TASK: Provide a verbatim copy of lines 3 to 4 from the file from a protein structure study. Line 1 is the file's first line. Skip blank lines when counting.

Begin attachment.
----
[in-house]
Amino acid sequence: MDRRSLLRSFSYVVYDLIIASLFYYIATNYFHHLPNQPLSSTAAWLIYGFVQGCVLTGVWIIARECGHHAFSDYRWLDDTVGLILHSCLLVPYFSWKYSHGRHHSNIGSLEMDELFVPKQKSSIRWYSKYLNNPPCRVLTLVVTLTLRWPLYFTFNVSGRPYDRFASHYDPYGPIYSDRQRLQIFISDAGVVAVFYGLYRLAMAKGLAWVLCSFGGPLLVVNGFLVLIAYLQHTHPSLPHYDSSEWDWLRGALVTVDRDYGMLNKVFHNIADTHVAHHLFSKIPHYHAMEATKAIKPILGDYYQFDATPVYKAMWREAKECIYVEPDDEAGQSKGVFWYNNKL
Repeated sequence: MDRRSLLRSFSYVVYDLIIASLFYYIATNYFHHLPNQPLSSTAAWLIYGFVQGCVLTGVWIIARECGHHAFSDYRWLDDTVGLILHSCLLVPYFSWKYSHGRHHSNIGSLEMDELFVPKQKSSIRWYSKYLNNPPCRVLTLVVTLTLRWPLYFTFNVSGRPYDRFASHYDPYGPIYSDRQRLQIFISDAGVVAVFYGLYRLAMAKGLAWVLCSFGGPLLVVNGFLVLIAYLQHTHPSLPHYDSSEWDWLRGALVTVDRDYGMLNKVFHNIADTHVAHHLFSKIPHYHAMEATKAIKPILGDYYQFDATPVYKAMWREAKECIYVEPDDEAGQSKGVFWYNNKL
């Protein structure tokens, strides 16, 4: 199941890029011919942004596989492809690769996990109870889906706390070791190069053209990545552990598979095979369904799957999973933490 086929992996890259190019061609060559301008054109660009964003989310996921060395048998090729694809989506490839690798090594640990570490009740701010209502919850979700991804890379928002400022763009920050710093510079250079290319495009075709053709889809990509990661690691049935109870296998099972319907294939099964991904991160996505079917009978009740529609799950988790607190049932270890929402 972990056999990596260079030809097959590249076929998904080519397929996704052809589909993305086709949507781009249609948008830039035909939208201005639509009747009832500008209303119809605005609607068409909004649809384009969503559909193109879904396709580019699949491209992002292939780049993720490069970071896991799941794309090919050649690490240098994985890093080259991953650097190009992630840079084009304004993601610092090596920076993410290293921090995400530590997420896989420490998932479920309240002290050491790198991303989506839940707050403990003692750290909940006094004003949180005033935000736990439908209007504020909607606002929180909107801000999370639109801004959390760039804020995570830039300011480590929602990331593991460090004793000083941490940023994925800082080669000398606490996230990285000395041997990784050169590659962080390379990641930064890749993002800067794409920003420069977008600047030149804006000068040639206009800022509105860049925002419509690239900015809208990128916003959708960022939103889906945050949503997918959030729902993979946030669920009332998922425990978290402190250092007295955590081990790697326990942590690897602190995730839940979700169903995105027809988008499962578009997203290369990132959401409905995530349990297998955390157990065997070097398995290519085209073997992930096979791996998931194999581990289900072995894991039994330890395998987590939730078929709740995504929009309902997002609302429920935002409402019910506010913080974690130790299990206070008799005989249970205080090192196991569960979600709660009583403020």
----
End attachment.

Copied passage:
Repeated sequence: MDRRSLLRSFSYVVYDLIIASLFYYIATNYFHHLPNQPLSSTAAWLIYGFVQGCVLTGVWIIARECGHHAFSDYRWLDDTVGLILHSCLLVPYFSWKYSHGRHHSNIGSLEMDELFVPKQKSSIRWYSKYLNNPPCRVLTLVVTLTLRWPLYFTFNVSGRPYDRFASHYDPYGPIYSDRQRLQIFISDAGVVAVFYGLYRLAMAKGLAWVLCSFGGPLLVVNGFLVLIAYLQHTHPSLPHYDSSEWDWLRGALVTVDRDYGMLNKVFHNIADTHVAHHLFSKIPHYHAMEATKAIKPILGDYYQFDATPVYKAMWREAKECIYVEPDDEAGQSKGVFWYNNKL
């Protein structure tokens, strides 16, 4: 199941890029011919942004596989492809690769996990109870889906706390070791190069053209990545552990598979095979369904799957999973933490 086929992996890259190019061609060559301008054109660009964003989310996921060395048998090729694809989506490839690798090594640990570490009740701010209502919850979700991804890379928002400022763009920050710093510079250079290319495009075709053709889809990509990661690691049935109870296998099972319907294939099964991904991160996505079917009978009740529609799950988790607190049932270890929402 972990056999990596260079030809097959590249076929998904080519397929996704052809589909993305086709949507781009249609948008830039035909939208201005639509009747009832500008209303119809605005609607068409909004649809384009969503559909193109879904396709580019699949491209992002292939780049993720490069970071896991799941794309090919050649690490240098994985890093080259991953650097190009992630840079084009304004993601610092090596920076993410290293921090995400530590997420896989420490998932479920309240002290050491790198991303989506839940707050403990003692750290909940006094004003949180005033935000736990439908209007504020909607606002929180909107801000999370639109801004959390760039804020995570830039300011480590929602990331593991460090004793000083941490940023994925800082080669000398606490996230990285000395041997990784050169590659962080390379990641930064890749993002800067794409920003420069977008600047030149804006000068040639206009800022509105860049925002419509690239900015809208990128916003959708960022939103889906945050949503997918959030729902993979946030669920009332998922425990978290402190250092007295955590081990790697326990942590690897602190995730839940979700169903995105027809988008499962578009997203290369990132959401409905995530349990297998955390157990065997070097398995290519085209073997992930096979791996998931194999581990289900072995894991039994330890395998987590939730078929709740995504929009309902997002609302429920935002409402019910506010913080974690130790299990206070008799005989249970205080090192196991569960979600709660009583403020």